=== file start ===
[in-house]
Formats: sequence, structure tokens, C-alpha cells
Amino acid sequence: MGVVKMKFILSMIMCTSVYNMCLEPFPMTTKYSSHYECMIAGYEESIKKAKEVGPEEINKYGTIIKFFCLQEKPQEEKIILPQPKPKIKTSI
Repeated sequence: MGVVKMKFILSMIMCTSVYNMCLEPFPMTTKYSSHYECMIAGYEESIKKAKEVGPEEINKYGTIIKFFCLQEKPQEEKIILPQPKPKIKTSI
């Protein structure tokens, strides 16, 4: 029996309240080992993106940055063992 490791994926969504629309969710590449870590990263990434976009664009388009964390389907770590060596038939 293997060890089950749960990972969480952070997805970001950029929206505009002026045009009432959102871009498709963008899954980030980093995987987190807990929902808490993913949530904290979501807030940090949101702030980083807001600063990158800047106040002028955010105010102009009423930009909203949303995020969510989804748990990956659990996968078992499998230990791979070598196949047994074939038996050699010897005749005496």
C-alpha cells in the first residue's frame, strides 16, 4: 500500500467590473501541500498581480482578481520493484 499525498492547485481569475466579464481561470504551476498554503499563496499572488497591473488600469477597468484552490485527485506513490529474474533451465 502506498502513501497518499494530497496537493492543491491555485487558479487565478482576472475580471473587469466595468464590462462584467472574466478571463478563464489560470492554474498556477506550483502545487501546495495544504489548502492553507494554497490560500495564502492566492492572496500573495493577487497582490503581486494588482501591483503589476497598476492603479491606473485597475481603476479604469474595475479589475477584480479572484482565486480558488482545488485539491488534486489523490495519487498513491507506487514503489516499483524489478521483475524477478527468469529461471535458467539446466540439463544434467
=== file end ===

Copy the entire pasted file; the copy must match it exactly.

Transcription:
[in-house]
Formats: sequence, structure tokens, C-alpha cells
Amino acid sequence: MGVVKMKFILSMIMCTSVYNMCLEPFPMTTKYSSHYECMIAGYEESIKKAKEVGPEEINKYGTIIKFFCLQEKPQEEKIILPQPKPKIKTSI
Repeated sequence: MGVVKMKFILSMIMCTSVYNMCLEPFPMTTKYSSHYECMIAGYEESIKKAKEVGPEEINKYGTIIKFFCLQEKPQEEKIILPQPKPKIKTSI
């Protein structure tokens, strides 16, 4: 029996309240080992993106940055063992 490791994926969504629309969710590449870590990263990434976009664009388009964390389907770590060596038939 293997060890089950749960990972969480952070997805970001950029929206505009002026045009009432959102871009498709963008899954980030980093995987987190807990929902808490993913949530904290979501807030940090949101702030980083807001600063990158800047106040002028955010105010102009009423930009909203949303995020969510989804748990990956659990996968078992499998230990791979070598196949047994074939038996050699010897005749005496």
C-alpha cells in the first residue's frame, strides 16, 4: 500500500467590473501541500498581480482578481520493484 499525498492547485481569475466579464481561470504551476498554503499563496499572488497591473488600469477597468484552490485527485506513490529474474533451465 502506498502513501497518499494530497496537493492543491491555485487558479487565478482576472475580471473587469466595468464590462462584467472574466478571463478563464489560470492554474498556477506550483502545487501546495495544504489548502492553507494554497490560500495564502492566492492572496500573495493577487497582490503581486494588482501591483503589476497598476492603479491606473485597475481603476479604469474595475479589475477584480479572484482565486480558488482545488485539491488534486489523490495519487498513491507506487514503489516499483524489478521483475524477478527468469529461471535458467539446466540439463544434467